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DMXX
08-07-2012, 02:03 PM
Egalitarian Pastoral Society Versus Nomadic Warriors? An Attempt to Reconstruct the Social Structure of the Yamnaya and Catacomb cultures
E. Kaiser (Dr). Free University of Berlin. 2010; 99-122.



In the 20th century the society of the Yamnaya culture-historical entity, in particular, was oſt en assumed to have involved mounted warriors who attacked populations in the Balkans and Carpathian Basin. This claim has not been contradicted due to lack of evidence in graves. The following article contrasts the features of the burials of the Yamnaya Culture with those of the Catacomb Culture as found in the northern Pontic area, in order to achieve a basis for the social interpretation of the members of both cultures. It can be shown that burials of the Yamnaya Culture diff er through the complexity in grave construction (if the grave consists of two parts, its dimensions, the existence of a barrow above the grave etc.). The rather constant regime in Yamnaya graves seems to represent the burials of members of an egalitarian society, whereas the number and variability of grave inventories increases during the Catacomb Culture, especially in the Ingul Culture. Yet, evidence of mounted warriors in both culture-historical entities is still lacking.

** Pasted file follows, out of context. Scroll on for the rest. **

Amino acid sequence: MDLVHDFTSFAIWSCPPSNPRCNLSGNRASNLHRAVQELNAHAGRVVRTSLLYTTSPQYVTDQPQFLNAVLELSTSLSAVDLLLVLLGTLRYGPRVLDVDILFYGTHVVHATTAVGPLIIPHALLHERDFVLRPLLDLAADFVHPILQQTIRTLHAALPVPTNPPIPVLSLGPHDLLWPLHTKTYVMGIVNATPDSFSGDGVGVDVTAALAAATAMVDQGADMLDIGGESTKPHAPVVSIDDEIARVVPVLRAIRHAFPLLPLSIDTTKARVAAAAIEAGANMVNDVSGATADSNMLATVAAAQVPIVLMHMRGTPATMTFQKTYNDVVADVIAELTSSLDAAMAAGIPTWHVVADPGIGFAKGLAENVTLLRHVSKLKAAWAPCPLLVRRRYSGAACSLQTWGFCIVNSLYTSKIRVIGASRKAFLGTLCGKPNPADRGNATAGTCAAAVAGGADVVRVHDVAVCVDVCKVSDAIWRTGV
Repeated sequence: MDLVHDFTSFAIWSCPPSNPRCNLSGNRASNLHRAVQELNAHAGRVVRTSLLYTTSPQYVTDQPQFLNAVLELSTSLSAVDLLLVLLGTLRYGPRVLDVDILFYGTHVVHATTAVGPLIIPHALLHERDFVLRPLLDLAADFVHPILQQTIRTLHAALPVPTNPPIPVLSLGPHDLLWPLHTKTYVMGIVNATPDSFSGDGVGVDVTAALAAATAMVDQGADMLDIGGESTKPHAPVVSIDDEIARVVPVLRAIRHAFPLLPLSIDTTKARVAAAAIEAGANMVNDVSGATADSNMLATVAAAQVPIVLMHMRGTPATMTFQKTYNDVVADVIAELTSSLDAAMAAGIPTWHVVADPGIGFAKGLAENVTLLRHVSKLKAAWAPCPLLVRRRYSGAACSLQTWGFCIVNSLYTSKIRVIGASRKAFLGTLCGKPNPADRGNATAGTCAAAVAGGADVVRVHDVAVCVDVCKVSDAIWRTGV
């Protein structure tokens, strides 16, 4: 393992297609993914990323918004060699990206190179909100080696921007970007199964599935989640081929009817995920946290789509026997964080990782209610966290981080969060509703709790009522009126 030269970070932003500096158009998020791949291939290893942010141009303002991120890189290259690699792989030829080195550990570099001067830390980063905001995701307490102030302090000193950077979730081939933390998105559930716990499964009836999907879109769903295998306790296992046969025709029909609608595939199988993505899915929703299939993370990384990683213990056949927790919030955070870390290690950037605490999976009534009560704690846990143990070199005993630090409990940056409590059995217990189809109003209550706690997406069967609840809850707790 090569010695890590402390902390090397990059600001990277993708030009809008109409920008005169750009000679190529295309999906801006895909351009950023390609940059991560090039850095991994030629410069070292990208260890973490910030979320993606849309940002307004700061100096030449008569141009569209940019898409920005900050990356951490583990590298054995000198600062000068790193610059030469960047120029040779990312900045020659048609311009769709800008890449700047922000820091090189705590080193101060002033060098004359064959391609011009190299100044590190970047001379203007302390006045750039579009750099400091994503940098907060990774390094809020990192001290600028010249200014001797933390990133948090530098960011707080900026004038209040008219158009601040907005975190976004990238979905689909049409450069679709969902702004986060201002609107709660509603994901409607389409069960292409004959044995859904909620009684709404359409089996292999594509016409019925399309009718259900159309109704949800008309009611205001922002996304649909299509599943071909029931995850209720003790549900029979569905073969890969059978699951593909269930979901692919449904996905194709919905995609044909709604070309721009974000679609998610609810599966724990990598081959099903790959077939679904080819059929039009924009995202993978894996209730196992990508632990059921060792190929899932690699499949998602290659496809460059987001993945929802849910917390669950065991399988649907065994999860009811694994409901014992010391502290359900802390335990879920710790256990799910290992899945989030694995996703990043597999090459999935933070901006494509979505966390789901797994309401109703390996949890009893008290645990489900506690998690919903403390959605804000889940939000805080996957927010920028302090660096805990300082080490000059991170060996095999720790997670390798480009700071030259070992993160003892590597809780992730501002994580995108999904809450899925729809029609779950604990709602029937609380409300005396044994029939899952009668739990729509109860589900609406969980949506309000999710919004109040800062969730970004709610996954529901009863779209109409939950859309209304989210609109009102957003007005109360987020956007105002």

[Link (http://www.e-anthropology.com/English/Catalog/Archaeology/STM_DWL_OlCJ_vMl5MA25zOw9.aspx)][PDF (http://www.e-anthropology.com/DownloadFreeFile.aspx?DwID=1818)]

Yet more confirmation that Gimbutas' original hypothesis was not entirely correct. In this instance, it appears the Proto-Indo-Europeans were pastoral communities who were more inclined towards egalitarianism (equal status amongst individuals) than a warrior-type lifestyle.

That inference is made based on burial patterns and is contrary to Georges Dumézil's three-tier societal stratification (priest-warrior-farmer), which does not seem to be well-received (http://en.wikipedia.org/wiki/Trifunctional_hypothesis#Reception).